Yesterday, we talked about the many reasons why insurance companies often fall short on compensation to O/Os. One of these reasons is because federal requirements can dictate the minimum terms the policies must contain.
Federal minimum requirements leave lots of room for insurance companies to design policies according to their own preferences. According to OUST, this is exactly what EPA intended in writing the regulations – providing the industry with considerable flexibility to design its own products and letting the market dictate which additional provisions are ultimately included in policies. At the same time, OUST consistently found that policy language is rarely written to ensure prompt response to and coverage of all claims. In reviewing the UST policies, OUST found that gaps in coverage and other potential problems for policy holders may occur for the following reasons.
Retroactive dates. A retroactive date is the date after which an accidental release will be covered under an in-force claims-made insurance policy. The date may precede or be the same as the policy’s effective date. Also, an UST pollution insurance policy may have different retroactive dates for different tanks. According to OUST, the ideal retroactive date stretches back to the original installation date of the UST since an UST begins to present pollution exposure risk at the time of installation. But OUST’s review found significant coverage gaps, including one of over 40 years, between installation dates and retroactive dates. In other words, an O/O with hundreds of USTs installed at various times may receive no coverage for any discovered release that predates the retroactive date.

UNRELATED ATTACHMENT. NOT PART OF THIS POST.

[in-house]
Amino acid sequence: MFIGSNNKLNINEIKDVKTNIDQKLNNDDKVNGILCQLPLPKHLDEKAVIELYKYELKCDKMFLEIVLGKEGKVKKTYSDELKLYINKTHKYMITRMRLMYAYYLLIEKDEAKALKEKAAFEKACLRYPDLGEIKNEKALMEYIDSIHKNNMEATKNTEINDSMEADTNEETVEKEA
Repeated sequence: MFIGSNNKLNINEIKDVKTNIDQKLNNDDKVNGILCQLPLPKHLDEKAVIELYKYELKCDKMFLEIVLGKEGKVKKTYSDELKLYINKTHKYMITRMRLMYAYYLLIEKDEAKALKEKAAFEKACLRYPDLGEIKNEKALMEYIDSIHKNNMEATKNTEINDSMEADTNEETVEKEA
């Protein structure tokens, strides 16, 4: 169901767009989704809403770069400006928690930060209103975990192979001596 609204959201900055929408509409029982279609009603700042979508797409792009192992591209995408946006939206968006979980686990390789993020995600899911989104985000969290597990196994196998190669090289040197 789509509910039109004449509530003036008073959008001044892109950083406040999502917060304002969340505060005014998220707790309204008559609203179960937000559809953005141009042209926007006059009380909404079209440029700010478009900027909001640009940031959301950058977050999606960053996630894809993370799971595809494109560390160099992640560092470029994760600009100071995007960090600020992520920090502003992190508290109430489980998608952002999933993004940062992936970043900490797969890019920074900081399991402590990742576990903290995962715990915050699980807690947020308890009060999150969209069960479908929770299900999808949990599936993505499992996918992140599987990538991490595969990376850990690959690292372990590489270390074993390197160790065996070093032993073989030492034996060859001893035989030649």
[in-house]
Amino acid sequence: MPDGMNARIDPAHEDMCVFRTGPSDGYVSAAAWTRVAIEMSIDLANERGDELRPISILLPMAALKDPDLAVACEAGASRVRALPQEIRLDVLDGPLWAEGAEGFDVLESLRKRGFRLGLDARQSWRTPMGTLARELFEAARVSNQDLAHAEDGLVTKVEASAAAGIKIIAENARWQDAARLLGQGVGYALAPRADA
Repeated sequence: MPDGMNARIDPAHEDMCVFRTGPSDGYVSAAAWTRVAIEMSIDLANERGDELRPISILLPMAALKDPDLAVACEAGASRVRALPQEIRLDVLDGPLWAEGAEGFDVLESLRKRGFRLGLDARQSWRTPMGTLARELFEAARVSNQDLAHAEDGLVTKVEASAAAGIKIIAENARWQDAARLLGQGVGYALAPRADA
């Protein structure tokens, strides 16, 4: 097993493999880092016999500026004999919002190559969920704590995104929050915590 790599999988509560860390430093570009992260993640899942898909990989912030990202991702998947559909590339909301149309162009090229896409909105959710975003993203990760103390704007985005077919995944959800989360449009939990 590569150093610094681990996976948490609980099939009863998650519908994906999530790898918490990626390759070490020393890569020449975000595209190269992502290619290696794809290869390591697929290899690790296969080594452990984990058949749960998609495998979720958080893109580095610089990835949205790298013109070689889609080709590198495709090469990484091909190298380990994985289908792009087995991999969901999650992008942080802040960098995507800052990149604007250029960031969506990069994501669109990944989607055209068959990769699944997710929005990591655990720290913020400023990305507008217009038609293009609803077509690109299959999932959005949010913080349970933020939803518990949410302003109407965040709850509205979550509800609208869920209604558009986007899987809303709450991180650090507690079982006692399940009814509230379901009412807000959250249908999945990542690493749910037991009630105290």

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Coverage for temporarily out of service (TOS) tanks. TOS tanks are not operating or are not in use. Some TOS tanks may be empty. However, dormant tanks typically still contain product, although the system to which they are attached is not running and product throughput is not occurring on a regular basis. According to the federal UST FR regulations at 40 CFR 280.113, O/Os are required to maintain FR until after the tank has been permanently closed or until after corrective action has been completed and the tank has been permanently closed. OUST found through anecdotal information that some insurance companies offered coverage for TOS tanks, but others immediately ceased covering tank systems that were no longer in use even though such USTs may still contain a regulated substance and thus may present a risk of a release.
UST status at time of release. The UST from which the release emanates must qualify for coverage at the time of the release. According to OUST’s report, this can play out in policies in several ways. OUST found that eight of the 25 policies required policy holders to notify the carrier at least 48 hours before a voluntary removal or replacement of an UST so that a carrier representative can be present to observe and take action as necessary. O/O noncompliance with this provision can jeopardize coverage for losses or contamination that occurs during removal or replacement. Status can also refer to whether the UST is in compliance with environmental law. Twenty-two of the 25 policies contain an exclusion that precludes coverage for losses based upon, arising out of, or attributable to failure to comply with environmental laws.